How Not To Behave In The DJ Booth: 3 DJ Etiquette Tips

| Read time: 4 mins
Last updated 18 May, 2020

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I’ve been DJing since I was 18, and I’ve played in the UK, Spain, Germany and Italy. I even did a 30-minute set in New York last year thanks to some friends who kindly sorted me out a warm-up slot when I was on holiday. Over that time I have slowly realised the importance of DJ etiquette.

Looking back over that time, there are a few moments which have been acutely awkward, and there are few things I wish I had realised a little earlier on. Here are a few reflections on how to be a good DJ that go beyond the technical side of the art…

3 DJ Etiquette Tips

1. Remember that not everybody can party all the time

DJs, like rockstars, are generally expected to be the life and soul of the party. This is a stereotype from which we benefit greatly, and it’s almost entirely true: most of the DJs I’ve met have been cheerful, social, and always ready to party.

But when you’re the one in charge, or if you’re doing tech, administration, or logistics, or any other of the not-so-glamorous jobs that bring a party together, communicating with “the talent” can be a source of friction. A bit of DJ etiquette can go a long way in these situations.

During the first two years of my career, I distinctly remember wondering why bar managers were so consistently rude to me. I later realised it was because I generally insisted on being given a constant supply of rum and coke, for free, from the moment I arrived at the venue until the end of the night (I really miss those days).

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While it’s accepted that artists should be offered refreshment while they are working, it’s important to remember that others around you are professionals, and they’re working, and they won’t necessarily appreciate having some smart-ass “DJ” getting drunk for free before they start their two-hour set. This is especially true if they believe you are overpaid, and I have never met a bar manager who didn’t think the DJ was overpaid.

Later on in my career, there were actually a few occasions where I was the booker, sound tech, or stressed bar manager, forced to deal with impish DJs and their ridiculous requests (no, your friends can’t “help themselves to whatever they want” from the bar). When you’re in charge, it’s important to keep everyone happy, but it’s also important to keep everything in line. And yes, there were a few times where I lost my patience, even in a job which I (mostly) loved.

What’s the bottom line? Remember that you might be here to have fun, but many of those around you are here to work. And also, you are here to work.

DJ etiquette
Remember that you might be here to have fun, but many of those around you are here to work. And also, you are here to work…

2. Always be humble

I started DJing just before laptops became mainstream, but I used Ableton Live for edits and production, so when I started to see controller DJs popping up more and more, I wasn’t too surprised. I did notice, however, a lot of older DJs (and some of my own peers) getting very unhappy about ths new technology’s infiltration into the booth.

I distinctly remember being backstage at a night in Manchester, UK, watching a local DJ performing a drunken monologue about how laptop DJing didn’t really count. It was intensely awkward, watching how a younger female DJ was obliged to politely agree, despite the fact that her set was well-polished and went down well with the crowd.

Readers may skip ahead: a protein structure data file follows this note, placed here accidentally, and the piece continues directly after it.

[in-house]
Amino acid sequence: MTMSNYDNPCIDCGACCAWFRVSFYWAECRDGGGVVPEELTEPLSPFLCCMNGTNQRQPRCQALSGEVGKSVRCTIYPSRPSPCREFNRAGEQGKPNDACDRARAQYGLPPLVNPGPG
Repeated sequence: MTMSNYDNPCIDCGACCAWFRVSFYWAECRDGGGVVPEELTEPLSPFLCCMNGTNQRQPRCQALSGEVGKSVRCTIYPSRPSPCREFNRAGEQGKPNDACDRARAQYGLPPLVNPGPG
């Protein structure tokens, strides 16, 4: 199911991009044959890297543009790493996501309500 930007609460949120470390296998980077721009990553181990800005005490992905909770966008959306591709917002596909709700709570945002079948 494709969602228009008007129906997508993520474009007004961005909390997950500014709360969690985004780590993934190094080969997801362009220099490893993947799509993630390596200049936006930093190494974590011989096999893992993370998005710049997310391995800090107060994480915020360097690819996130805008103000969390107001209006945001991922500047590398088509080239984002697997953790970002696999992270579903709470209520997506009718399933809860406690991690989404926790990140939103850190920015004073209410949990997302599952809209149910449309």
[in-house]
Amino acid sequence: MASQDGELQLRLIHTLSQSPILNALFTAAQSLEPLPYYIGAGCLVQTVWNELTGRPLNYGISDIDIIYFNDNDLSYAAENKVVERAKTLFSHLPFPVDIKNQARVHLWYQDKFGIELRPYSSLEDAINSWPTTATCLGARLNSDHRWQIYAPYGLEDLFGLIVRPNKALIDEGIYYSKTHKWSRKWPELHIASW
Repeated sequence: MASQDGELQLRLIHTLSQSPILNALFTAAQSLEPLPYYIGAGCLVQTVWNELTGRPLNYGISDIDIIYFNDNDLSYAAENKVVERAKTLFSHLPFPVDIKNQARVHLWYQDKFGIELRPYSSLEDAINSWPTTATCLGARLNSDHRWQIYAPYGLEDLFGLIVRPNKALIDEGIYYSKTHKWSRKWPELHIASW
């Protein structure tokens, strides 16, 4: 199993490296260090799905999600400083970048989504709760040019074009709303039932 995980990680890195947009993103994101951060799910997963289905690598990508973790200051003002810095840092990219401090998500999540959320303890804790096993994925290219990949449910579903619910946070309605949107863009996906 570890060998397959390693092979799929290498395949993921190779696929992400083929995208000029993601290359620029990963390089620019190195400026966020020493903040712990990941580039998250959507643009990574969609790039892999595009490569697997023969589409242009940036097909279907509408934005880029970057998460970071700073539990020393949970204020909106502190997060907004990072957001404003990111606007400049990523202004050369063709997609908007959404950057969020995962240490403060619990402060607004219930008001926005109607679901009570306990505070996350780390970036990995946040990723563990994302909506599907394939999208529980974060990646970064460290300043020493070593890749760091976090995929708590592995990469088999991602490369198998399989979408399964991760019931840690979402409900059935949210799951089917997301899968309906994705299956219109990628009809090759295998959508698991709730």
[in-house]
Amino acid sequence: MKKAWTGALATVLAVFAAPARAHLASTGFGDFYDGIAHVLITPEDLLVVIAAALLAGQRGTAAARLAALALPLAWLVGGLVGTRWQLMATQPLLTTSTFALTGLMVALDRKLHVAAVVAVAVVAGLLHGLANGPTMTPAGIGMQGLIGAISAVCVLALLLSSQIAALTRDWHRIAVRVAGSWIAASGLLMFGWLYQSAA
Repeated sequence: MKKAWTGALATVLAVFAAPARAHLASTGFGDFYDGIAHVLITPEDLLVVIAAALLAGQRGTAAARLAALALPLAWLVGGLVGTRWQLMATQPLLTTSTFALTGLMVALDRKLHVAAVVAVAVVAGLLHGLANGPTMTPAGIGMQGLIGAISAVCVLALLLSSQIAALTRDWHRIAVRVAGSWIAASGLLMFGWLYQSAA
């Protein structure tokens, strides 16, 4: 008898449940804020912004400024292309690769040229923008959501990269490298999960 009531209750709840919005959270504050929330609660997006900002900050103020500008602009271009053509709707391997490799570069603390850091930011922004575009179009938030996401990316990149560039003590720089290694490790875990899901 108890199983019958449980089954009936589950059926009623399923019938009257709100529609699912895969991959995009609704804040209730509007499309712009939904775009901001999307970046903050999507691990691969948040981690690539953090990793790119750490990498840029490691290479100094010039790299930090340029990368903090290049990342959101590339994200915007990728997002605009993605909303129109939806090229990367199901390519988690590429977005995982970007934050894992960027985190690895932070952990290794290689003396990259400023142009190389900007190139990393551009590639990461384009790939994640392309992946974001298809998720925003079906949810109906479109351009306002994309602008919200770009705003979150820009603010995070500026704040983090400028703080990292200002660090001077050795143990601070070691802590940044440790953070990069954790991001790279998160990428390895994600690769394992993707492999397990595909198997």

I am sure that the guy wasn’t trying to make anyone feel bad, but there was definitely a lack of awareness of the wide variety of DJ styles, techniques, and genres that co-exist. It made him look like an angry old man.

Sometimes, some of the people you work with may be less experienced than you. They may use different equipment, or make more/less money than you, or be younger than you are. But they still deserve your respect. It’s the mark of a true professional: if you’re confident about what you do, you don’t need to belittle those around you.

3. Be prepared

Once you’ve done a few sets, you should be aware of the typical problems that you run into, and you should be prepared to deal with them. On a practical level, this means

  • Having all the cables you need and a few spares
  • Having an extension cable with enough sockets for all your DJ equipment
  • Carrying headphone adapters (enough to be able to lend one to another DJ if possible!)
  • Making sure you have USB sticks for CDJs in case you have a laptop failure
  • Making sure everything that has a battery is fully charged

But it also involves knowing your timetable, knowing where the venue is, knowing where your accommodation is, and having battery in your phone. No one who books you will ever remember you for your competence as a human being, or your ability to organise your life. But I know that the guy who booked me the night I forgot my USB sticks and had to go home and get them will never, ever, forget me. That’s a bad thing.

Finally…

So when it comes to DJ etiquette, respect for others, humility and compassion, as well as punctuality, organisation, and competence are great skills to have. And while my own experiences have proven that you can get pretty far in life even if you’re lacking some or all of them, I wish I had understood this a lot earlier on.

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When I am booking or organising club nights, the DJs I think of first are the ones with whom I have a good working relationship, and who I want to see again. So it’s worth reflecting on your attitude and making sure the people around you are happy.

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